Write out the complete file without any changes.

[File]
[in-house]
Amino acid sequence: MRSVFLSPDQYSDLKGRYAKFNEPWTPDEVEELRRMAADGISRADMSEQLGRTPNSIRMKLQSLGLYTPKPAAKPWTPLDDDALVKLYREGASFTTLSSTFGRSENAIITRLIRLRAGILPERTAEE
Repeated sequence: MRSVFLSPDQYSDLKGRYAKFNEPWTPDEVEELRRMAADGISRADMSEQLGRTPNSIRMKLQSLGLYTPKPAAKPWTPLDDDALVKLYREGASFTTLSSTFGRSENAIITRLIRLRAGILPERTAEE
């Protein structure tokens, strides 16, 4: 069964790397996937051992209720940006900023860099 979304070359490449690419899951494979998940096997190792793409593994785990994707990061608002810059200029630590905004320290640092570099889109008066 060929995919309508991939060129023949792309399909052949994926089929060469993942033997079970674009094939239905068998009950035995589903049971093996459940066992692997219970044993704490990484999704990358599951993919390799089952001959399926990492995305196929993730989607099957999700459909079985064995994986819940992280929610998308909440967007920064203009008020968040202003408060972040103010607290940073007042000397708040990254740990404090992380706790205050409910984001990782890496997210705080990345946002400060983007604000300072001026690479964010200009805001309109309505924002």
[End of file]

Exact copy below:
[in-house]
Amino acid sequence: MRSVFLSPDQYSDLKGRYAKFNEPWTPDEVEELRRMAADGISRADMSEQLGRTPNSIRMKLQSLGLYTPKPAAKPWTPLDDDALVKLYREGASFTTLSSTFGRSENAIITRLIRLRAGILPERTAEE
Repeated sequence: MRSVFLSPDQYSDLKGRYAKFNEPWTPDEVEELRRMAADGISRADMSEQLGRTPNSIRMKLQSLGLYTPKPAAKPWTPLDDDALVKLYREGASFTTLSSTFGRSENAIITRLIRLRAGILPERTAEE
């Protein structure tokens, strides 16, 4: 069964790397996937051992209720940006900023860099 979304070359490449690419899951494979998940096997190792793409593994785990994707990061608002810059200029630590905004320290640092570099889109008066 060929995919309508991939060129023949792309399909052949994926089929060469993942033997079970674009094939239905068998009950035995589903049971093996459940066992692997219970044993704490990484999704990358599951993919390799089952001959399926990492995305196929993730989607099957999700459909079985064995994986819940992280929610998308909440967007920064203009008020968040202003408060972040103010607290940073007042000397708040990254740990404090992380706790205050409910984001990782890496997210705080990345946002400060983007604000300072001026690479964010200009805001309109309505924002």